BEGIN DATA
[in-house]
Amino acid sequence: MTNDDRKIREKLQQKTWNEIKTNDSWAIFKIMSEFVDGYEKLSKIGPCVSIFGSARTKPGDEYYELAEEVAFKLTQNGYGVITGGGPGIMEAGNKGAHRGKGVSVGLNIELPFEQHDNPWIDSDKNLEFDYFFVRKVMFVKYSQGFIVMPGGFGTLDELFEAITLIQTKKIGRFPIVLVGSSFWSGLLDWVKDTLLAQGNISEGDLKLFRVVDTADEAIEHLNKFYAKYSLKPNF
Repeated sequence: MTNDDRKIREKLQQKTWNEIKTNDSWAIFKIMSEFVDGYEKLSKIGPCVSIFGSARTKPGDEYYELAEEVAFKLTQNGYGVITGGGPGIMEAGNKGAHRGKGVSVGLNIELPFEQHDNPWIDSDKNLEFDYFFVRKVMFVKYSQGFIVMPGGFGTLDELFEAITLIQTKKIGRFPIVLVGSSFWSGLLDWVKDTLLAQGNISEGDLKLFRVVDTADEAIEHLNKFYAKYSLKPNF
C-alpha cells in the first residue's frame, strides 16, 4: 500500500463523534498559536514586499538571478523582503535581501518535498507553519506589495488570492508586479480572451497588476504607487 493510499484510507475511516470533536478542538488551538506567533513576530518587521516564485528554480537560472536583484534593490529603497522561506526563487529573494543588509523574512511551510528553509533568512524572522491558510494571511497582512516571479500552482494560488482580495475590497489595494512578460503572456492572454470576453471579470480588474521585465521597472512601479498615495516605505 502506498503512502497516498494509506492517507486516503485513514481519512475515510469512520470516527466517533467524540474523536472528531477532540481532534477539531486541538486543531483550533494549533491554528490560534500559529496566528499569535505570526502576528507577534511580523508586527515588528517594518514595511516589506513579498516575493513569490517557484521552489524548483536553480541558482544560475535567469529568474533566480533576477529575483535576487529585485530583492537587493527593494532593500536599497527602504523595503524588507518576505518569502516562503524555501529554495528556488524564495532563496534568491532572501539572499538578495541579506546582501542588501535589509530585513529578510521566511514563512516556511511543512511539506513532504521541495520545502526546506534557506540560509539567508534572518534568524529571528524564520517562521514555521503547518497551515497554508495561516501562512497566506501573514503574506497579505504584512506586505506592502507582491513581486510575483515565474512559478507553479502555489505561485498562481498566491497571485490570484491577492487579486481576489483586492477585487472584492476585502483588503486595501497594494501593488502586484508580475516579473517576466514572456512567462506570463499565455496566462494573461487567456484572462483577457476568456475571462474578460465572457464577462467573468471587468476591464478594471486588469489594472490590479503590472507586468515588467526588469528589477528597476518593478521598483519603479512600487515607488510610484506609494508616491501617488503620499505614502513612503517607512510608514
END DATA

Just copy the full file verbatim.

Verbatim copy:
[in-house]
Amino acid sequence: MTNDDRKIREKLQQKTWNEIKTNDSWAIFKIMSEFVDGYEKLSKIGPCVSIFGSARTKPGDEYYELAEEVAFKLTQNGYGVITGGGPGIMEAGNKGAHRGKGVSVGLNIELPFEQHDNPWIDSDKNLEFDYFFVRKVMFVKYSQGFIVMPGGFGTLDELFEAITLIQTKKIGRFPIVLVGSSFWSGLLDWVKDTLLAQGNISEGDLKLFRVVDTADEAIEHLNKFYAKYSLKPNF
Repeated sequence: MTNDDRKIREKLQQKTWNEIKTNDSWAIFKIMSEFVDGYEKLSKIGPCVSIFGSARTKPGDEYYELAEEVAFKLTQNGYGVITGGGPGIMEAGNKGAHRGKGVSVGLNIELPFEQHDNPWIDSDKNLEFDYFFVRKVMFVKYSQGFIVMPGGFGTLDELFEAITLIQTKKIGRFPIVLVGSSFWSGLLDWVKDTLLAQGNISEGDLKLFRVVDTADEAIEHLNKFYAKYSLKPNF
C-alpha cells in the first residue's frame, strides 16, 4: 500500500463523534498559536514586499538571478523582503535581501518535498507553519506589495488570492508586479480572451497588476504607487 493510499484510507475511516470533536478542538488551538506567533513576530518587521516564485528554480537560472536583484534593490529603497522561506526563487529573494543588509523574512511551510528553509533568512524572522491558510494571511497582512516571479500552482494560488482580495475590497489595494512578460503572456492572454470576453471579470480588474521585465521597472512601479498615495516605505 502506498503512502497516498494509506492517507486516503485513514481519512475515510469512520470516527466517533467524540474523536472528531477532540481532534477539531486541538486543531483550533494549533491554528490560534500559529496566528499569535505570526502576528507577534511580523508586527515588528517594518514595511516589506513579498516575493513569490517557484521552489524548483536553480541558482544560475535567469529568474533566480533576477529575483535576487529585485530583492537587493527593494532593500536599497527602504523595503524588507518576505518569502516562503524555501529554495528556488524564495532563496534568491532572501539572499538578495541579506546582501542588501535589509530585513529578510521566511514563512516556511511543512511539506513532504521541495520545502526546506534557506540560509539567508534572518534568524529571528524564520517562521514555521503547518497551515497554508495561516501562512497566506501573514503574506497579505504584512506586505506592502507582491513581486510575483515565474512559478507553479502555489505561485498562481498566491497571485490570484491577492487579486481576489483586492477585487472584492476585502483588503486595501497594494501593488502586484508580475516579473517576466514572456512567462506570463499565455496566462494573461487567456484572462483577457476568456475571462474578460465572457464577462467573468471587468476591464478594471486588469489594472490590479503590472507586468515588467526588469528589477528597476518593478521598483519603479512600487515607488510610484506609494508616491501617488503620499505614502513612503517607512510608514